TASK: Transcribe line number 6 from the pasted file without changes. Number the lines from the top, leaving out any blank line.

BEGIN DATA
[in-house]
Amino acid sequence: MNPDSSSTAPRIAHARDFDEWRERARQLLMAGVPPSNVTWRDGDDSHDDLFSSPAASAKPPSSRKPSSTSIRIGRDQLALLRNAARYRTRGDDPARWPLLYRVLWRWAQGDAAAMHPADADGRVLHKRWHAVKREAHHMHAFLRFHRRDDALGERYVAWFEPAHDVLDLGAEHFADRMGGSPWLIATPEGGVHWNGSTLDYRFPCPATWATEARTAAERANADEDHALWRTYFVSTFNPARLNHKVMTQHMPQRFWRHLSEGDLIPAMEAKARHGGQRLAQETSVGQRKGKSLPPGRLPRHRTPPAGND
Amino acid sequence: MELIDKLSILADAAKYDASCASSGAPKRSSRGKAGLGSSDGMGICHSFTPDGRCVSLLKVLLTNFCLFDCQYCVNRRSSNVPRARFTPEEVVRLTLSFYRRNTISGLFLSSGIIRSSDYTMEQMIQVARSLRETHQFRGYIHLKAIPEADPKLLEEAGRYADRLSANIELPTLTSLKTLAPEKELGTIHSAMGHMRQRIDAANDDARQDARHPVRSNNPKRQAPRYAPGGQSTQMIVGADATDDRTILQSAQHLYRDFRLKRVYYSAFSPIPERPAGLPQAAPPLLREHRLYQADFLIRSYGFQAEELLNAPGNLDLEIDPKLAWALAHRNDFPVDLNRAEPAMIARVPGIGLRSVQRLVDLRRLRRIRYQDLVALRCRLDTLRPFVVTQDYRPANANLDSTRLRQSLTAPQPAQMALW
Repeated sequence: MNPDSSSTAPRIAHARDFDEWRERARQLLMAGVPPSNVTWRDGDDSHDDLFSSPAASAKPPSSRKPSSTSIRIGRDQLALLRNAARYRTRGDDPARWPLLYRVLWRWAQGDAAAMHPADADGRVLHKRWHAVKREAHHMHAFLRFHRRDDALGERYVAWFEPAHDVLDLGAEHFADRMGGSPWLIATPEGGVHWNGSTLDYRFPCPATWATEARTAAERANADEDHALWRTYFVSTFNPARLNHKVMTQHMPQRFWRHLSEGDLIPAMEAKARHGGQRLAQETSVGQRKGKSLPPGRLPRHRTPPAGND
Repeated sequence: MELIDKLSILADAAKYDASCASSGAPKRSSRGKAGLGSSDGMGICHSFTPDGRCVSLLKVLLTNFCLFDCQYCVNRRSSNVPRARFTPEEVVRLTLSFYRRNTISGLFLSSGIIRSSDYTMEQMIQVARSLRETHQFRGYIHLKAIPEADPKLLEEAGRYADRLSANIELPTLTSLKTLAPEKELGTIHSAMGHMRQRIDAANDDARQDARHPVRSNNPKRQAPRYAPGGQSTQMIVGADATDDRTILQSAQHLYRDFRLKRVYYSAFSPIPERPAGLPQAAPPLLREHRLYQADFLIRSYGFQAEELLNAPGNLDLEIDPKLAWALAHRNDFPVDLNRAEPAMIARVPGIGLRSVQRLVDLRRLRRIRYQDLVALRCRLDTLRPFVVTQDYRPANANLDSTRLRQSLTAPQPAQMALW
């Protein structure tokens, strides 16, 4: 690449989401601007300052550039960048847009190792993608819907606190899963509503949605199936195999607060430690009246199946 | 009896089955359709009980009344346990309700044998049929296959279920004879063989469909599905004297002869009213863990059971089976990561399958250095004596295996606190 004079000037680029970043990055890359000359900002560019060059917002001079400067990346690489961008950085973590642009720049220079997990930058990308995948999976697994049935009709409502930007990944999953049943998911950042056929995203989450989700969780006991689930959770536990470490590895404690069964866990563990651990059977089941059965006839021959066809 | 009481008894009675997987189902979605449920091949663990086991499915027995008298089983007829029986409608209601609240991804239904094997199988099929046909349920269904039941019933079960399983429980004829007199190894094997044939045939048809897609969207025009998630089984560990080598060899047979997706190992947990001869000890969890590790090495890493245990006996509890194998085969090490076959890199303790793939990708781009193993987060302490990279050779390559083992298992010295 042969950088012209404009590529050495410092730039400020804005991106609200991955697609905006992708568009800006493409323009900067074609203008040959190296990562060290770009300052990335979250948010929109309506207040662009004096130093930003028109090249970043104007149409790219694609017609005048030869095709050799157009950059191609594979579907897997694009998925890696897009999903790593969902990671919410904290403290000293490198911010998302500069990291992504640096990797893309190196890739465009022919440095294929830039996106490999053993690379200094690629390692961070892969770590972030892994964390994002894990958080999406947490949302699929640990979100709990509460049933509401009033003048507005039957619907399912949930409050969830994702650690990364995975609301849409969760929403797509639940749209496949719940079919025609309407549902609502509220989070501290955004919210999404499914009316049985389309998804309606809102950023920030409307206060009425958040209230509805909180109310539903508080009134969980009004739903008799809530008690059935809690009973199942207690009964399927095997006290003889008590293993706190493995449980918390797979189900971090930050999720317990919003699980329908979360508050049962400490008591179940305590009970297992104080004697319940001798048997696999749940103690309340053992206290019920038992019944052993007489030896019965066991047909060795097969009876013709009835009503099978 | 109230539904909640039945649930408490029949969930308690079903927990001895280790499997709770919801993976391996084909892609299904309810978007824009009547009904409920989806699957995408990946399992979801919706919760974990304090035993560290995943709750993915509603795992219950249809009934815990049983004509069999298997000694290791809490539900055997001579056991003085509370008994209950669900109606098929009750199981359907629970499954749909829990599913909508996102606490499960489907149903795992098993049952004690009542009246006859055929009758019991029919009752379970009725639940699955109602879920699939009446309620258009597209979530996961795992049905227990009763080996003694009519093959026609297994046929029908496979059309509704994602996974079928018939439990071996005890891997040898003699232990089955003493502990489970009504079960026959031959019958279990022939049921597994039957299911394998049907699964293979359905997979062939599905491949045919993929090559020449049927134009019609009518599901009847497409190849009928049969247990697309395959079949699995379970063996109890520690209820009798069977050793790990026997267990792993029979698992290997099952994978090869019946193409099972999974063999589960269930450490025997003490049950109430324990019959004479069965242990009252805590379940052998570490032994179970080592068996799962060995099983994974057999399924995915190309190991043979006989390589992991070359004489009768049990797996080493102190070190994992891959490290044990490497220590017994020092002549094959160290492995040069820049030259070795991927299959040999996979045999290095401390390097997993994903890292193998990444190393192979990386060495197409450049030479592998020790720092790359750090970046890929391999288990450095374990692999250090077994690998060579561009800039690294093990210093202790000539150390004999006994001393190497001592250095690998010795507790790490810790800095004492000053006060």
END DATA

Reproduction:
């Protein structure tokens, strides 16, 4: 690449989401601007300052550039960048847009190792993608819907606190899963509503949605199936195999607060430690009246199946 | 009896089955359709009980009344346990309700044998049929296959279920004879063989469909599905004297002869009213863990059971089976990561399958250095004596295996606190 004079000037680029970043990055890359000359900002560019060059917002001079400067990346690489961008950085973590642009720049220079997990930058990308995948999976697994049935009709409502930007990944999953049943998911950042056929995203989450989700969780006991689930959770536990470490590895404690069964866990563990651990059977089941059965006839021959066809 | 009481008894009675997987189902979605449920091949663990086991499915027995008298089983007829029986409608209601609240991804239904094997199988099929046909349920269904039941019933079960399983429980004829007199190894094997044939045939048809897609969207025009998630089984560990080598060899047979997706190992947990001869000890969890590790090495890493245990006996509890194998085969090490076959890199303790793939990708781009193993987060302490990279050779390559083992298992010295 042969950088012209404009590529050495410092730039400020804005991106609200991955697609905006992708568009800006493409323009900067074609203008040959190296990562060290770009300052990335979250948010929109309506207040662009004096130093930003028109090249970043104007149409790219694609017609005048030869095709050799157009950059191609594979579907897997694009998925890696897009999903790593969902990671919410904290403290000293490198911010998302500069990291992504640096990797893309190196890739465009022919440095294929830039996106490999053993690379200094690629390692961070892969770590972030892994964390994002894990958080999406947490949302699929640990979100709990509460049933509401009033003048507005039957619907399912949930409050969830994702650690990364995975609301849409969760929403797509639940749209496949719940079919025609309407549902609502509220989070501290955004919210999404499914009316049985389309998804309606809102950023920030409307206060009425958040209230509805909180109310539903508080009134969980009004739903008799809530008690059935809690009973199942207690009964399927095997006290003889008590293993706190493995449980918390797979189900971090930050999720317990919003699980329908979360508050049962400490008591179940305590009970297992104080004697319940001798048997696999749940103690309340053992206290019920038992019944052993007489030896019965066991047909060795097969009876013709009835009503099978 | 109230539904909640039945649930408490029949969930308690079903927990001895280790499997709770919801993976391996084909892609299904309810978007824009009547009904409920989806699957995408990946399992979801919706919760974990304090035993560290995943709750993915509603795992219950249809009934815990049983004509069999298997000694290791809490539900055997001579056991003085509370008994209950669900109606098929009750199981359907629970499954749909829990599913909508996102606490499960489907149903795992098993049952004690009542009246006859055929009758019991029919009752379970009725639940699955109602879920699939009446309620258009597209979530996961795992049905227990009763080996003694009519093959026609297994046929029908496979059309509704994602996974079928018939439990071996005890891997040898003699232990089955003493502990489970009504079960026959031959019958279990022939049921597994039957299911394998049907699964293979359905997979062939599905491949045919993929090559020449049927134009019609009518599901009847497409190849009928049969247990697309395959079949699995379970063996109890520690209820009798069977050793790990026997267990792993029979698992290997099952994978090869019946193409099972999974063999589960269930450490025997003490049950109430324990019959004479069965242990009252805590379940052998570490032994179970080592068996799962060995099983994974057999399924995915190309190991043979006989390589992991070359004489009768049990797996080493102190070190994992891959490290044990490497220590017994020092002549094959160290492995040069820049030259070795991927299959040999996979045999290095401390390097997993994903890292193998990444190393192979990386060495197409450049030479592998020790720092790359750090970046890929391999288990450095374990692999250090077994690998060579561009800039690294093990210093202790000539150390004999006994001393190497001592250095690998010795507790790490810790800095004492000053006060």